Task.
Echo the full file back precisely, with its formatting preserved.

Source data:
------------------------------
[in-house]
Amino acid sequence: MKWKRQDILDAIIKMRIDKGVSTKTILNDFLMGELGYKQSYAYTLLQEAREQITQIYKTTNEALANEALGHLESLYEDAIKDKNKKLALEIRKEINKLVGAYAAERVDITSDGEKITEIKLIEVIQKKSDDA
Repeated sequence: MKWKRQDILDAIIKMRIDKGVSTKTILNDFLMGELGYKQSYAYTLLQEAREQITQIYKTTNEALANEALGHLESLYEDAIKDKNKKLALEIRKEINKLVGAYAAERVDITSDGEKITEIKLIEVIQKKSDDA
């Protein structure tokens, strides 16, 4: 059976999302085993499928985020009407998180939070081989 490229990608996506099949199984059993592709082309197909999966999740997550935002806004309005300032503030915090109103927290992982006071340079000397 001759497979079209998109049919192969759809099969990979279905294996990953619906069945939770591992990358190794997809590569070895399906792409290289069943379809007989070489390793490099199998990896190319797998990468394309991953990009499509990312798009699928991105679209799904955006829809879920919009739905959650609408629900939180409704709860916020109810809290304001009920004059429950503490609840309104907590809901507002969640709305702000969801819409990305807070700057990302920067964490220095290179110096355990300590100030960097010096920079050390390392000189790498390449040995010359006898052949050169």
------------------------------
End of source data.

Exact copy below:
[in-house]
Amino acid sequence: MKWKRQDILDAIIKMRIDKGVSTKTILNDFLMGELGYKQSYAYTLLQEAREQITQIYKTTNEALANEALGHLESLYEDAIKDKNKKLALEIRKEINKLVGAYAAERVDITSDGEKITEIKLIEVIQKKSDDA
Repeated sequence: MKWKRQDILDAIIKMRIDKGVSTKTILNDFLMGELGYKQSYAYTLLQEAREQITQIYKTTNEALANEALGHLESLYEDAIKDKNKKLALEIRKEINKLVGAYAAERVDITSDGEKITEIKLIEVIQKKSDDA
């Protein structure tokens, strides 16, 4: 059976999302085993499928985020009407998180939070081989 490229990608996506099949199984059993592709082309197909999966999740997550935002806004309005300032503030915090109103927290992982006071340079000397 001759497979079209998109049919192969759809099969990979279905294996990953619906069945939770591992990358190794997809590569070895399906792409290289069943379809007989070489390793490099199998990896190319797998990468394309991953990009499509990312798009699928991105679209799904955006829809879920919009739905959650609408629900939180409704709860916020109810809290304001009920004059429950503490609840309104907590809901507002969640709305702000969801819409990305807070700057990302920067964490220095290179110096355990300590100030960097010096920079050390390392000189790498390449040995010359006898052949050169």